Political ransom

When the debate over reauthorization of federal funding for the states’ Children’s Health Insurance Program, or SCHIP, began in earnest, one of the obvious dangers was that political considerations would eclipse both practical and humanitarian ones.

President Bush, as expected, on Wednesday vetoed a bipartisan bill that would have expanded the popular program that helps fund, among other such state-level initiatives, Georgia’s popular and effective PeachCare program. Its purpose is to provide health insurance for children of the working poor, families that don’t earn enough to pay for private health care plans but too much to qualify for Medicaid. The bill would have increased SCHIP funding by $35 billion over the next five years, a sum that would be paid for by more than doubling the federal cigarette tax.

All but unmentioned, especially by Democrats who claim to corner the political market on compassion, is the fact that a statistically disproportionate percentage of nicotine addicts are lower-income Americans, making this essentially a regressive tax, if technically a voluntary one. Add to that a Centers for Disease Control and Prevention study showing that Americans with disabilities have a particularly high percentage of smokers, and it gets harder to dismiss this funding mechanism as a harmless “sin tax,” even if its beneficiaries are children.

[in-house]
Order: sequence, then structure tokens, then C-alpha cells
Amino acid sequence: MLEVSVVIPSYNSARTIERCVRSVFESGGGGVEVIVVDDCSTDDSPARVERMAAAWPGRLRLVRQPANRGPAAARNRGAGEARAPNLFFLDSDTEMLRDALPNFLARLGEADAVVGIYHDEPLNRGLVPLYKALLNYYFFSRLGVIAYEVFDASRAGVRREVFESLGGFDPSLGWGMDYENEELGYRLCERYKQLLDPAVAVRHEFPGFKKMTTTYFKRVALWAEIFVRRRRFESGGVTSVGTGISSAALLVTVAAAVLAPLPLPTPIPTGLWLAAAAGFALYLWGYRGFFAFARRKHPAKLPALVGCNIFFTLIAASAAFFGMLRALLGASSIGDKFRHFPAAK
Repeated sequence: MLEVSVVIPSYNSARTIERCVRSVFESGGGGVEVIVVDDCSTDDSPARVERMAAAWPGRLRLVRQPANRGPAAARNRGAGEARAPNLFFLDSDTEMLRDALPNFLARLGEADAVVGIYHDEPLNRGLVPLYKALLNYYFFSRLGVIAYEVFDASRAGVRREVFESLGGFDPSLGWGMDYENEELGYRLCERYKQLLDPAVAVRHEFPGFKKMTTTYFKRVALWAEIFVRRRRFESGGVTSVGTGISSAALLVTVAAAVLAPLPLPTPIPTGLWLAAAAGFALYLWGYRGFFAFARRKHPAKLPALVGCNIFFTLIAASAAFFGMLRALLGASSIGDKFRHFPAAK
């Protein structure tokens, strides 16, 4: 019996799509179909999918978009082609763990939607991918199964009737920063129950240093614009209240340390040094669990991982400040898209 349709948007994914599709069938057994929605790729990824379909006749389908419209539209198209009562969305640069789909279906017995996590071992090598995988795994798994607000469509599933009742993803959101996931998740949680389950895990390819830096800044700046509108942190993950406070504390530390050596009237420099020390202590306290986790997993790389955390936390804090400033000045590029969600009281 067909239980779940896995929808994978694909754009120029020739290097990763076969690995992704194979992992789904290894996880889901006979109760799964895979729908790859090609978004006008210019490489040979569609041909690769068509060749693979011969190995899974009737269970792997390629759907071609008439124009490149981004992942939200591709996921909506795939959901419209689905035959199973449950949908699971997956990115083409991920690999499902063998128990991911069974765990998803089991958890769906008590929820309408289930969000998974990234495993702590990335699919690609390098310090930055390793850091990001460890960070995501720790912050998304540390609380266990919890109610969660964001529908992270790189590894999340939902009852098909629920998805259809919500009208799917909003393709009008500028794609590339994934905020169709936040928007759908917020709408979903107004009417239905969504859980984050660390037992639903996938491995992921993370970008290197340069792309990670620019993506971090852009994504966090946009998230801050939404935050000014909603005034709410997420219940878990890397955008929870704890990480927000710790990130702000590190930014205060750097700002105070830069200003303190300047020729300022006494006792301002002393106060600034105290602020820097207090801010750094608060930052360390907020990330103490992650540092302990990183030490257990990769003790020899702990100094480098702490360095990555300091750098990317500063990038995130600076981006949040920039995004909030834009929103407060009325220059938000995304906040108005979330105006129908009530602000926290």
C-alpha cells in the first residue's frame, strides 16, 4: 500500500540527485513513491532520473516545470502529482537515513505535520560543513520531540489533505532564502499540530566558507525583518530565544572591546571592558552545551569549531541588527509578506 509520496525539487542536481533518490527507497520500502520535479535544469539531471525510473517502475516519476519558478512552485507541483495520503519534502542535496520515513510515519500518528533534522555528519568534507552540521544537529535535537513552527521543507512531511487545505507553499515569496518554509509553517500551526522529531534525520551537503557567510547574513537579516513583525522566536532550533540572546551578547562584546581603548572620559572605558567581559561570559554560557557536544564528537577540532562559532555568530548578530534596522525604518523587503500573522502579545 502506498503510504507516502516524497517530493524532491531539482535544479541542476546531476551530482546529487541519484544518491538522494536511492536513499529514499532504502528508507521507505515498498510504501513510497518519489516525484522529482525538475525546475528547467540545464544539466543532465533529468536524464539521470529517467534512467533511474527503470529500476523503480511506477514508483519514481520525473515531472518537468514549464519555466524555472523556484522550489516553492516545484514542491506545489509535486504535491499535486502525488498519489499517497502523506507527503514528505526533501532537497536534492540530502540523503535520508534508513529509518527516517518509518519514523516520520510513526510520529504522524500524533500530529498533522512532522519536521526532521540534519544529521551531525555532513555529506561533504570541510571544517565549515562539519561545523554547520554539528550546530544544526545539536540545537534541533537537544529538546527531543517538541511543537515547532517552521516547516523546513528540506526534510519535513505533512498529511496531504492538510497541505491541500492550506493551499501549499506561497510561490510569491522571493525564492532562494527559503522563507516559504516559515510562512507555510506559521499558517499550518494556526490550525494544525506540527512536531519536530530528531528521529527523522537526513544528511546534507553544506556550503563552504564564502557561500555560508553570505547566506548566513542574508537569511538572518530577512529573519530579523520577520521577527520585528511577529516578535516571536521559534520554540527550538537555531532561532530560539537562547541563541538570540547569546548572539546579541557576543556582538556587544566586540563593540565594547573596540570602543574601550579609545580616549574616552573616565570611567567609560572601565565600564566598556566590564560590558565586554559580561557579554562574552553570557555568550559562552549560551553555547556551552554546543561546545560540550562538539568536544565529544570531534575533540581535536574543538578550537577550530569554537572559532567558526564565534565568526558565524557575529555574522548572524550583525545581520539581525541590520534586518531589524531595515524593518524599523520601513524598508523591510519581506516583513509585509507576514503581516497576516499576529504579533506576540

Congressional Democrats have suggested they might put off efforts to override the veto — not just because they probably don’t have the votes but also, certainly, to maximize the political pressure as we head into an election year. All of which legitimately raises the question of whether what they really want is the funding or the issue.

As for the president, his justification that “I believe in private medicine, not the federal government running the health care system" is a simplistic and doctrinaire response that adds nothing useful or even accurate to the debate. Programs like PeachCare are hardly about “the federal government running the health care system,” and if these families had access to private medicine the issue would be moot.

Another opposition argument is that the bill would expand SCHIP into an entitlement for the middle class — a legitimate concern, if it’s accurate. The measure’s supporters say not so: The overwhelming majority of children who would be added to the rolls are poor, and many of the borderline families currently paying for private health insurance for their children can barely afford anything else.

That’s another problem with this standoff: Somewhere between the tired stereotypes of cruel and heartless politicians who don’t care about poor children, and reckless spendthrift politicians who want to give billions in taxpayer money away to people who don’t need or deserve it, lies the truth. But whoever has solid numbers on where that truth lies, and where reasonable compromise in the interests of those needy families might be found, isn’t sharing them.

Programs like Georgia’s PeachCare and Alabama’s AllKids have done incalculable good for countless children and ultimately save more money than they cost. That they, and the children they serve, are now being held hostage for a ransom of political advantage is beyond shameless.

— Dusty Nix, for the editorial board